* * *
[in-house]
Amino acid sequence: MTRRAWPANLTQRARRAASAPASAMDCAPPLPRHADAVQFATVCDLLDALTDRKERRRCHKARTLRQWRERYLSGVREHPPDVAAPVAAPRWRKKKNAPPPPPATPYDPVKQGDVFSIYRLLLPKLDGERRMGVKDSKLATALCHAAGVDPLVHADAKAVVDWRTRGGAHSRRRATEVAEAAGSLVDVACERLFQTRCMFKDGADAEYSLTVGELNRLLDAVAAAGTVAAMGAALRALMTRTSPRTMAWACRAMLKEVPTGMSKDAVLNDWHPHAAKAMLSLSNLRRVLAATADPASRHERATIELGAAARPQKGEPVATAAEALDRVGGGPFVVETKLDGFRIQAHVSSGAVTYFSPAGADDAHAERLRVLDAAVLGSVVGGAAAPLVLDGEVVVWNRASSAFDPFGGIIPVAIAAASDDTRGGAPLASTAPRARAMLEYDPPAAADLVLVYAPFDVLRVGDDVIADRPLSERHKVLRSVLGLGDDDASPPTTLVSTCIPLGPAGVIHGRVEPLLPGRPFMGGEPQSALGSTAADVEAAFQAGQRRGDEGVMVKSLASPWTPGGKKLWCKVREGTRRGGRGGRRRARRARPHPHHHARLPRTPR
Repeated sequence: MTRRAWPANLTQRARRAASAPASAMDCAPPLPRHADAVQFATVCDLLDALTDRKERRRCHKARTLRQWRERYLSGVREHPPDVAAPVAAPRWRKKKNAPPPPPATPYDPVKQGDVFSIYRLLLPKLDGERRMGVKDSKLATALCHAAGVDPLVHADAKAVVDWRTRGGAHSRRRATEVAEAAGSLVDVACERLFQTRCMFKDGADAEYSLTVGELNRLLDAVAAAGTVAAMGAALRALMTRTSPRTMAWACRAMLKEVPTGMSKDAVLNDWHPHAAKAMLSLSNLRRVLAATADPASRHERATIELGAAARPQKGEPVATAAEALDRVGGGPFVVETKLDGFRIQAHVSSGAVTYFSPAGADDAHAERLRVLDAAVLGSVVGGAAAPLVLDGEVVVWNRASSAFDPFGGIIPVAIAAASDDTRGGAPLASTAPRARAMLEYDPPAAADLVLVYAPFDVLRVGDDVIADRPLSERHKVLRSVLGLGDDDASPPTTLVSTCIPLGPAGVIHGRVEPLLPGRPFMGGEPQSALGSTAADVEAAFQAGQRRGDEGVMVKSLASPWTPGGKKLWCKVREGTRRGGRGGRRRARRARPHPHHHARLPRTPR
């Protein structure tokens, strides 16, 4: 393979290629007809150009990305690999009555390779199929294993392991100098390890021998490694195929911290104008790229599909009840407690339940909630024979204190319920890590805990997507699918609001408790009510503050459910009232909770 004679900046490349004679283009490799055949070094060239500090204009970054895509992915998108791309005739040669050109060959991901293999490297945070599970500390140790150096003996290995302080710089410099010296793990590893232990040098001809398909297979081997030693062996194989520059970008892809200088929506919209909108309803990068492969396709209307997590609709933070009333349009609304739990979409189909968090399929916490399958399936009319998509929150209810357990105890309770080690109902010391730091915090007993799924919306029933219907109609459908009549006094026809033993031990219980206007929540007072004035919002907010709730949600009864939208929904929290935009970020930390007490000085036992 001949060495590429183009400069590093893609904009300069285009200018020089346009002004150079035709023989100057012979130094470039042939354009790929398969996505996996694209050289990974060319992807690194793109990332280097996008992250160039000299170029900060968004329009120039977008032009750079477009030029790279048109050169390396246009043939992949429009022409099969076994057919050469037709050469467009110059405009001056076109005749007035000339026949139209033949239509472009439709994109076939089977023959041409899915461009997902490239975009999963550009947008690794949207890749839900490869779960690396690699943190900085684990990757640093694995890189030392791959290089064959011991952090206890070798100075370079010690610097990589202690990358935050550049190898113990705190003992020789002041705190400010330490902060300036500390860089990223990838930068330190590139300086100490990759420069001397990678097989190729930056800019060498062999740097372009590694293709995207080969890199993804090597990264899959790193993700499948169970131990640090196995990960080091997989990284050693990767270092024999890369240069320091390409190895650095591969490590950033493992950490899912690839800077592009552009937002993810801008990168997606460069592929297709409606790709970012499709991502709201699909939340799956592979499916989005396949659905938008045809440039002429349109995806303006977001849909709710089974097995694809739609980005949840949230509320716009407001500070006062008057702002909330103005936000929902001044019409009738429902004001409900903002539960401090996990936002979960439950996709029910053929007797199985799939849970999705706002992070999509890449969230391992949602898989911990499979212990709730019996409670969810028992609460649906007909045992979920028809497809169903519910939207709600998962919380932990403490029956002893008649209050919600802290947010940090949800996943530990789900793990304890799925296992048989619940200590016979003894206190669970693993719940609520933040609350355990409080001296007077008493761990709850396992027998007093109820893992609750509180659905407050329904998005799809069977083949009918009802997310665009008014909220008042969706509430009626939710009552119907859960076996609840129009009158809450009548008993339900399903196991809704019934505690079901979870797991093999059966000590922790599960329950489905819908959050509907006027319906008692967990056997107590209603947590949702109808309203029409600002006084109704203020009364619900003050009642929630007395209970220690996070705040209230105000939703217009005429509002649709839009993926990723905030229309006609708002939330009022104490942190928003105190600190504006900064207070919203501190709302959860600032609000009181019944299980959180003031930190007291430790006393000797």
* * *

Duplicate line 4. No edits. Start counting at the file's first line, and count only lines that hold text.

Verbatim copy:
């Protein structure tokens, strides 16, 4: 393979290629007809150009990305690999009555390779199929294993392991100098390890021998490694195929911290104008790229599909009840407690339940909630024979204190319920890590805990997507699918609001408790009510503050459910009232909770 004679900046490349004679283009490799055949070094060239500090204009970054895509992915998108791309005739040669050109060959991901293999490297945070599970500390140790150096003996290995302080710089410099010296793990590893232990040098001809398909297979081997030693062996194989520059970008892809200088929506919209909108309803990068492969396709209307997590609709933070009333349009609304739990979409189909968090399929916490399958399936009319998509929150209810357990105890309770080690109902010391730091915090007993799924919306029933219907109609459908009549006094026809033993031990219980206007929540007072004035919002907010709730949600009864939208929904929290935009970020930390007490000085036992 001949060495590429183009400069590093893609904009300069285009200018020089346009002004150079035709023989100057012979130094470039042939354009790929398969996505996996694209050289990974060319992807690194793109990332280097996008992250160039000299170029900060968004329009120039977008032009750079477009030029790279048109050169390396246009043939992949429009022409099969076994057919050469037709050469467009110059405009001056076109005749007035000339026949139209033949239509472009439709994109076939089977023959041409899915461009997902490239975009999963550009947008690794949207890749839900490869779960690396690699943190900085684990990757640093694995890189030392791959290089064959011991952090206890070798100075370079010690610097990589202690990358935050550049190898113990705190003992020789002041705190400010330490902060300036500390860089990223990838930068330190590139300086100490990759420069001397990678097989190729930056800019060498062999740097372009590694293709995207080969890199993804090597990264899959790193993700499948169970131990640090196995990960080091997989990284050693990767270092024999890369240069320091390409190895650095591969490590950033493992950490899912690839800077592009552009937002993810801008990168997606460069592929297709409606790709970012499709991502709201699909939340799956592979499916989005396949659905938008045809440039002429349109995806303006977001849909709710089974097995694809739609980005949840949230509320716009407001500070006062008057702002909330103005936000929902001044019409009738429902004001409900903002539960401090996990936002979960439950996709029910053929007797199985799939849970999705706002992070999509890449969230391992949602898989911990499979212990709730019996409670969810028992609460649906007909045992979920028809497809169903519910939207709600998962919380932990403490029956002893008649209050919600802290947010940090949800996943530990789900793990304890799925296992048989619940200590016979003894206190669970693993719940609520933040609350355990409080001296007077008493761990709850396992027998007093109820893992609750509180659905407050329904998005799809069977083949009918009802997310665009008014909220008042969706509430009626939710009552119907859960076996609840129009009158809450009548008993339900399903196991809704019934505690079901979870797991093999059966000590922790599960329950489905819908959050509907006027319906008692967990056997107590209603947590949702109808309203029409600002006084109704203020009364619900003050009642929630007395209970220690996070705040209230105000939703217009005429509002649709839009993926990723905030229309006609708002939330009022104490942190928003105190600190504006900064207070919203501190709302959860600032609000009181019944299980959180003031930190007291430790006393000797």